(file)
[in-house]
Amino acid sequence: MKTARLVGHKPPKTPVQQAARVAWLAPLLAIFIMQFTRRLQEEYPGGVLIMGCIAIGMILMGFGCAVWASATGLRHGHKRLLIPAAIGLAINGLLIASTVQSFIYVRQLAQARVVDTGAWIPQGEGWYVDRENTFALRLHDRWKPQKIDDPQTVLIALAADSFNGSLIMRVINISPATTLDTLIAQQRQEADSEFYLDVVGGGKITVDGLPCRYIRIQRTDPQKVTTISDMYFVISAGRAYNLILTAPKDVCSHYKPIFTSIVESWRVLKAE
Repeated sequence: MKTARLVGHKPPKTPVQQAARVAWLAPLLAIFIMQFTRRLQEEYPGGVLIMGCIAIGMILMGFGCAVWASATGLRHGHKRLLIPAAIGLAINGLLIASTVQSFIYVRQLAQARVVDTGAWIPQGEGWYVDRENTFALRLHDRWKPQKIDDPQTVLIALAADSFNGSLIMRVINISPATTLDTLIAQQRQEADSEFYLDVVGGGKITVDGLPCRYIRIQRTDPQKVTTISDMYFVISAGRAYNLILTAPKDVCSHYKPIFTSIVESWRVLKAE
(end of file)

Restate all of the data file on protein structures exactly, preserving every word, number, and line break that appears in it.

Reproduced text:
[in-house]
Amino acid sequence: MKTARLVGHKPPKTPVQQAARVAWLAPLLAIFIMQFTRRLQEEYPGGVLIMGCIAIGMILMGFGCAVWASATGLRHGHKRLLIPAAIGLAINGLLIASTVQSFIYVRQLAQARVVDTGAWIPQGEGWYVDRENTFALRLHDRWKPQKIDDPQTVLIALAADSFNGSLIMRVINISPATTLDTLIAQQRQEADSEFYLDVVGGGKITVDGLPCRYIRIQRTDPQKVTTISDMYFVISAGRAYNLILTAPKDVCSHYKPIFTSIVESWRVLKAE
Repeated sequence: MKTARLVGHKPPKTPVQQAARVAWLAPLLAIFIMQFTRRLQEEYPGGVLIMGCIAIGMILMGFGCAVWASATGLRHGHKRLLIPAAIGLAINGLLIASTVQSFIYVRQLAQARVVDTGAWIPQGEGWYVDRENTFALRLHDRWKPQKIDDPQTVLIALAADSFNGSLIMRVINISPATTLDTLIAQQRQEADSEFYLDVVGGGKITVDGLPCRYIRIQRTDPQKVTTISDMYFVISAGRAYNLILTAPKDVCSHYKPIFTSIVESWRVLKAE